How to Find the Right Yoga Teacher for You

Photo: F8 studio/Shutterstock

I've been taught by young yoga teachers and much older ones; I've had gay and straight women and guys teach yoga classes I've taken, and teachers of various nationalities and experience levels. And I've gone to classes with "world famous" yogis who have video series, and those who have taught for 30 years without much acclaim. And I'm here to tell you that what you like in a yoga teacher is almost as individual and unique to you as those you choose as your friends.

So this column isn't about what kind of yoga teacher I think is the best, but about how to find the right teacher for you. The beauty of yoga is that is allows — and even fosters — yoga teachers to be themselves in between the prescribed asanas or combinations. Here's what to ask yourself in class or afterwards, to figure out what your yoga teacher style is:

Do I like lots of instruction? This is the first and most important question to ask and what I see as the biggest difference between teachers. Some talk constantly, almost never stopping from the time class instruction begins until it's time for savasana. I love tons of instruction, and lots of detail about exactly what my muscles and bones should be aiming for in the pose, as well as precisely where to put or keep my feet, hands, head and heart. But plenty of people like to practice and use their own bodies and guides, and find too much instruction intrusive to their own experience of their practice.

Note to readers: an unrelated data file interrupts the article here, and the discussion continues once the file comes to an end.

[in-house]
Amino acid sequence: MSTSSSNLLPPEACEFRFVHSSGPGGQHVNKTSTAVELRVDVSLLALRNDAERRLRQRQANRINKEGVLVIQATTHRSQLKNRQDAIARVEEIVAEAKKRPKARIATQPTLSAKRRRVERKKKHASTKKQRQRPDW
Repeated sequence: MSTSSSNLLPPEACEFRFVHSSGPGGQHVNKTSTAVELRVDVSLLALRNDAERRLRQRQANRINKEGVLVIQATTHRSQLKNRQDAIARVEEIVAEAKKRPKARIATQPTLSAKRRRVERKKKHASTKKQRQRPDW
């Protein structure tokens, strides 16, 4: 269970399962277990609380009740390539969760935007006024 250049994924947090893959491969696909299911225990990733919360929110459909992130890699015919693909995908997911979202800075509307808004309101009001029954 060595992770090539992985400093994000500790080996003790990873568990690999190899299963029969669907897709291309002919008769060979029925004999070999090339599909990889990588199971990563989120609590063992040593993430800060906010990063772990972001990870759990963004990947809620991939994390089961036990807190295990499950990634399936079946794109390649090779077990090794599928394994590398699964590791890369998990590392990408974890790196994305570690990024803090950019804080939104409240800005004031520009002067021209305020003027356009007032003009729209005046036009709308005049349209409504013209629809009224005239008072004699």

Do I want music when I practice? Most teachers either enjoy and incorporate music into their classes or don't bother with anything, or leave something very simple on in the background. Some people (myself included) really like to have a rhythm and music to focus on, especially during the harder poses, while others find it distracting. I feel closer to a yoga teacher who likes music similar to the kinds that I like, and I really enjoy great music worked into the class, whereas other people can have a whole class ruined by a song that reminds them of someone they used to love or a difficult time in their lives. Whether you like music or not is a personal thing.

Do I like an intense, focused class or a lighthearted one? I tend to be a fairly focused, serious person, so I love a teacher who tells jokes, laughs, and generally keeps a fun, open, light tone to his or her class. It helps me to relax, which is one of the reasons I take yoga classes, and I don't feel like I laugh enough, so it makes me happy and more focused when I can get a giggle in. But some people need the serious focus of a quieter, less jokey class, or use yoga as a way to get in touch with deep or difficult emotions, and for those folks, a teacher who matches that tone is ideal.

Over the years I've learned that I like my yoga teachers to instruct in an expressive, fun, light and specifically instructive way. I like music, fresh air and lots of light. That's not to say that I haven't liked classes that weren't like this, just that overall, I lean toward (and will be more likely to regularly attend) a class that fits my preferences.

So next time someone tells you about a yoga teacher that you just 'have' to try, ask them about some of the topics above — and then make up your own mind about what works for you.